ECO-HORROR & CLIMATE FICTION | Offscreen
In the wake of the unprecedented pandemic, we plunge headfirst into the toxic ooze of the "anthropocene", an epochal description of the last two hundred and fifty years, during which mankind has disrupted the climate and despoiled every last inch of Earth's natural landscape.
Despite historical outliers - such as Japan's Godzilla films - ecological horror films only really began to hit home in the 1970s. With the rise of environmental activism, an increasing number of films adopted the theme of nature's revenge against man's abuse of the ecosystem. The so-called "Nature Strikes Back" and "Animal Attack" films tackled the environmental fears of the era by way of rampaging wildlife, poisonous outbreaks and natural catastrophes.
After the first great eco-horror film boom of the 1970s, it wasn't until the turn of the century that the genre made its mainstream comeback via blockbuster hits like The Day After Tomorrow (2004) and other special effects extravaganzas. The genre has evolved to reflect our own guilt and fear about the damage we have inflicted on nature, and the consequences we are already suffering. Even revenge from the animal kingdom seems muted next to the terrifying realisation that man is the deadliest animal of all.
Our programme includes no less than thirty films, divided between Cinema Nova and Cinematek. From an out-of-control climate (The Last Winter), retribution from the animal world (Long Weekend) and plagues of arthropods (Kingdom of the Spiders, Phase IV) to pandemics (The Andromeda Strain), pollution (Frogs) and overpopulation (Soylent Green), it will be a dark trip through cinematic depictions of climate fear, at the point where the dystopian sci-fi of the first ecological genre films of the 1970s is increasingly becoming a dangerous and tangible reality.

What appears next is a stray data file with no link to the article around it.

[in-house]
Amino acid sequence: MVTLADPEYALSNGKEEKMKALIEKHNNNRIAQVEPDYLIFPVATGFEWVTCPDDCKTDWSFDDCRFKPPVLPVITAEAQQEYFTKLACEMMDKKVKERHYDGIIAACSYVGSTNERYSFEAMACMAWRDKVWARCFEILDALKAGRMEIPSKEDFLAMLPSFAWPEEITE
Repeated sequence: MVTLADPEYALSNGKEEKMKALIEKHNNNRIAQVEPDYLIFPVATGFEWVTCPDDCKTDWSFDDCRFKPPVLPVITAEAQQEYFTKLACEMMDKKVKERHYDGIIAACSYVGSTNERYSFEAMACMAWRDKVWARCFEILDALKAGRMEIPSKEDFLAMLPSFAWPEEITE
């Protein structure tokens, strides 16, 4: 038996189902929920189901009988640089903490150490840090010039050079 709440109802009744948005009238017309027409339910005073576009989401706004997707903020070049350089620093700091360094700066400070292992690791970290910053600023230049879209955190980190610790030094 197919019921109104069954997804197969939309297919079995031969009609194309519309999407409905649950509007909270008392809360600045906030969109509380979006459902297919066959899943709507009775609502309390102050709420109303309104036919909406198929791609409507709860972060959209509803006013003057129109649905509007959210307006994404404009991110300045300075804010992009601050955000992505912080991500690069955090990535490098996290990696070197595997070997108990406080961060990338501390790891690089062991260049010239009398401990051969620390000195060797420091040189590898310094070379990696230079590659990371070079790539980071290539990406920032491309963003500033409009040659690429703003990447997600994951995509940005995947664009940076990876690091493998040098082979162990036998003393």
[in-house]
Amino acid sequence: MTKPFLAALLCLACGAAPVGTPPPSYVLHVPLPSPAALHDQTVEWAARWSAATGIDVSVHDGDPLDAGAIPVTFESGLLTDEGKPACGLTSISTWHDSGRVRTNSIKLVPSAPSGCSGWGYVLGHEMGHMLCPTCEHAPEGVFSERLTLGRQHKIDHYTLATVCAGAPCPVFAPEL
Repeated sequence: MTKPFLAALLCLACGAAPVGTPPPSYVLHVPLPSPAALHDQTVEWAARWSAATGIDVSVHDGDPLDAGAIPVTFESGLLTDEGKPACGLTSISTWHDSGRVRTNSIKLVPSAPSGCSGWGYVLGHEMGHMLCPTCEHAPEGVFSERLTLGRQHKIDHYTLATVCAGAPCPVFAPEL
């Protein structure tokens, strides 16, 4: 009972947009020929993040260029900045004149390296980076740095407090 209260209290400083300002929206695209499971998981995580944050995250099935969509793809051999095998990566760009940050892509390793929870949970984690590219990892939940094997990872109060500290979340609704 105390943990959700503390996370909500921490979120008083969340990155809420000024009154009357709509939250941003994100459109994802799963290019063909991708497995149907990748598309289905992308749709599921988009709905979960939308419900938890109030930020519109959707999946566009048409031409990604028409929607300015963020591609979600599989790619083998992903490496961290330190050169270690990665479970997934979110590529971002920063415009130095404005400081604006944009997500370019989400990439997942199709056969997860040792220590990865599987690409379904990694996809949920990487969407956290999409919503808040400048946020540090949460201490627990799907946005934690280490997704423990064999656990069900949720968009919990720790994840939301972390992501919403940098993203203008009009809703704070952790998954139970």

It’s a clash of titans! Toxic sludge forms itself into Hedorah, a flying amphibian behemoth that feeds off pollution, dissolves human flesh, and invades a psychedelic disco. Thousands die. Japan’s last hope is Godzilla, who takes on the challenger in a Mount Fuji death match. Preposterous, enthralling and oddly moving.
A genetic experiment to boost bovine fertility goes awry on a remote Irish farm, leaving a small but solid cast (including Essie Davis, Sean Harris and Ruth Negga) fending off a herd of malformed cow foetuses ready to sink their fangs into anything that moves. Mud, blood and Alien-style splatter down on the farm!
A plane crash infects inhabitants of a Pennsylvania town with a secret biological weapon, leading to a surge of psychotic behaviour, social chaos and martial law. Romero parlays his usual low budget, pitch-black humour and angry political subtext into a virus scenario that now seems uncomfortably close to the bone.
The title of this experimental documentary is Hopi dialect for “life out of balance”. The filmmakers use time-lapse, slo-mo and sped up film of nature, cities, people and traffic to create an impressionistic portrait of humanity’s fraught relationship with the planet, all set to a mesmerising score by Philip Glass.
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